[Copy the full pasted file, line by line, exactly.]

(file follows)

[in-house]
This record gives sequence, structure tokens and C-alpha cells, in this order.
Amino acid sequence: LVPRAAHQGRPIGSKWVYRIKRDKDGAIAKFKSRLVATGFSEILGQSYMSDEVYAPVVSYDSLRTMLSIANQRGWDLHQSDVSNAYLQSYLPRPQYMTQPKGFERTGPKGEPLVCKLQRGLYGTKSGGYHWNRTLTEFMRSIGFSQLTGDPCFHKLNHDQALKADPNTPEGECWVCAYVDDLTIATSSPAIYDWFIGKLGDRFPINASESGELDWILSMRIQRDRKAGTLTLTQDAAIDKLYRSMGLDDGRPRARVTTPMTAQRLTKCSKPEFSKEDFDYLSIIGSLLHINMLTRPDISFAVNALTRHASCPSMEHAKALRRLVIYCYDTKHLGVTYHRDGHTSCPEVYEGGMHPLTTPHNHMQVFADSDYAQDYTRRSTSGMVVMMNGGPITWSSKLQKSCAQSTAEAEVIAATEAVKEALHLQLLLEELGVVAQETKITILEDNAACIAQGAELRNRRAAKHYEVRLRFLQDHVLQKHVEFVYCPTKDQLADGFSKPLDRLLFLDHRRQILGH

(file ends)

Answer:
[in-house]
This record gives sequence, structure tokens and C-alpha cells, in this order.
Amino acid sequence: LVPRAAHQGRPIGSKWVYRIKRDKDGAIAKFKSRLVATGFSEILGQSYMSDEVYAPVVSYDSLRTMLSIANQRGWDLHQSDVSNAYLQSYLPRPQYMTQPKGFERTGPKGEPLVCKLQRGLYGTKSGGYHWNRTLTEFMRSIGFSQLTGDPCFHKLNHDQALKADPNTPEGECWVCAYVDDLTIATSSPAIYDWFIGKLGDRFPINASESGELDWILSMRIQRDRKAGTLTLTQDAAIDKLYRSMGLDDGRPRARVTTPMTAQRLTKCSKPEFSKEDFDYLSIIGSLLHINMLTRPDISFAVNALTRHASCPSMEHAKALRRLVIYCYDTKHLGVTYHRDGHTSCPEVYEGGMHPLTTPHNHMQVFADSDYAQDYTRRSTSGMVVMMNGGPITWSSKLQKSCAQSTAEAEVIAATEAVKEALHLQLLLEELGVVAQETKITILEDNAACIAQGAELRNRRAAKHYEVRLRFLQDHVLQKHVEFVYCPTKDQLADGFSKPLDRLLFLDHRRQILGH